Beer Man

Intrepid Sojourner Changes Name to Next Stop Brew Co., Debuts First Cans

Intrepid Sojourner Changes Name to Next Stop Brew Co., Debuts First Cans
Next Stop Brew Co.
The Intrepid Sojourner Beer Project officially changed its name to Next Stop Brew Co. this week as part of a major strategy shift, and the owners will throw a party Saturday to release its first canned beer.

The beer, Bangkok, was previously known as Lemongrass & Ginger Kolsch, and is the first of several upcoming six-pack releases that will all be named for cities around the world. Those include Rome (formerly Basil IPA), Istanbul (formerly Turkish Coffee Stout), and Amsterdam (formerly Chamomile Hefe-Wit).

Intrepid Sojourner regulars will notice other beers from the brewery's lineup now renamed at Next Stop, including Damascus (a winter gose with plums and spices), Paris (Pear Saison), Casablanca (Apricot-&-Date Hefeweizen), Glasgow (80 Shilling Scottish Ale), and Provence (Lavender Tripel); recent releases include Taos (Prickly Pear Pale Ale) and Paonia (Wet-Hop Double IPA). Bottles of Isle of Skye (formerly Strong Scotch Ale) were released on October 1.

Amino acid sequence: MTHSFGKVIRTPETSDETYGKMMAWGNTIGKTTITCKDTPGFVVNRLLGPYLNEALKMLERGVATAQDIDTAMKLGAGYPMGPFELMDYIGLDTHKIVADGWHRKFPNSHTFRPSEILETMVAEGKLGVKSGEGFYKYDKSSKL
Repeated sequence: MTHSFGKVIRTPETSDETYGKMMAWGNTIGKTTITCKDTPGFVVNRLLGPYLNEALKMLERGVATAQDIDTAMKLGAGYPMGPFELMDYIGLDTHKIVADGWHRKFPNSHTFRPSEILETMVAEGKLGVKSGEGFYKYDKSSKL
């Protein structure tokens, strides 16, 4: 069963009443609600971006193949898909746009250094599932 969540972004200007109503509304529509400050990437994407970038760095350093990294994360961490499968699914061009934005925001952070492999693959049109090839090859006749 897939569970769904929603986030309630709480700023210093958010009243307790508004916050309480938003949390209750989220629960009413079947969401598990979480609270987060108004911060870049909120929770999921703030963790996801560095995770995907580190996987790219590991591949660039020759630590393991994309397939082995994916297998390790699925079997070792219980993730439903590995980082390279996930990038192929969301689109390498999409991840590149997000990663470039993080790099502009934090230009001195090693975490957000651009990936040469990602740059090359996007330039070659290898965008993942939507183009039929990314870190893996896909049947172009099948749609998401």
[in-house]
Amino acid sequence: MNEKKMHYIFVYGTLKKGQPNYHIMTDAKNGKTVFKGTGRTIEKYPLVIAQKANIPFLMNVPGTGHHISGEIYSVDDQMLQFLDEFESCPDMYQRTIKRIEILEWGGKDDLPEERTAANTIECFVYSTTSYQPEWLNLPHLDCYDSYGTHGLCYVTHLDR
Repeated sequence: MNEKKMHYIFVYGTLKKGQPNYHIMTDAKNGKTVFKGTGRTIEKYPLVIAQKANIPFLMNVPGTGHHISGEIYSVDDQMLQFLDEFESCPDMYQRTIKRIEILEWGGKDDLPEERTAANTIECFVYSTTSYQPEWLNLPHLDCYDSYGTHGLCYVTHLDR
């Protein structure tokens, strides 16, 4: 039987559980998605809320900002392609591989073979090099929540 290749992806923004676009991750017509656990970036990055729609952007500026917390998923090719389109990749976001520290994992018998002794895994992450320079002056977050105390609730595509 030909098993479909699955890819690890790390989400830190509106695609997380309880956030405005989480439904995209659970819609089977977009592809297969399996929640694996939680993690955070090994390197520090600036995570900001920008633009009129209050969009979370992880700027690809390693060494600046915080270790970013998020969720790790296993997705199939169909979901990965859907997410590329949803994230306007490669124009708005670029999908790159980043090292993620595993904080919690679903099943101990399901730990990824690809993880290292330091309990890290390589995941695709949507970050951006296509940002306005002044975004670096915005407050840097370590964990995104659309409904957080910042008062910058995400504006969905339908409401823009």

click to enlarge Intrepid Sojourner is now Next Stop. - INTREPID SOJOURNER BEER PROJECT
Intrepid Sojourner is now Next Stop.
Intrepid Sojourner Beer Project
The brewery, which opened two years ago at 925 West Eighth Avenue, announced in August that it would change its name and put its equipment and taproom lease up for sale to other interested breweries. Owners Ben Gettinger, Andrew Moore and Nick Fredman want to take the new brand and contract-brew them for canned distribution — not just in Colorado, but far and wide. "This was a project," Gettinger said then about Intrepid Sojourner. "We wanted to test out beers and see what people liked. But our business plan was always to have a packaging brewery and distribute to as many states as possible."

It's a strategy that flies in the face of conventional wisdom right now: Many small and medium-sized breweries are making up for declining sales of canned and bottled beer by opening second or third taprooms.

But Gettinger, Moore and Fredman believe there is still room to sell their canned products. Once they establish distribution in Colorado, they will add Indiana, the home state of all three owners.
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Jonathan Shikes is a Denver native who writes about business and beer for Westword.
Contact: Jonathan Shikes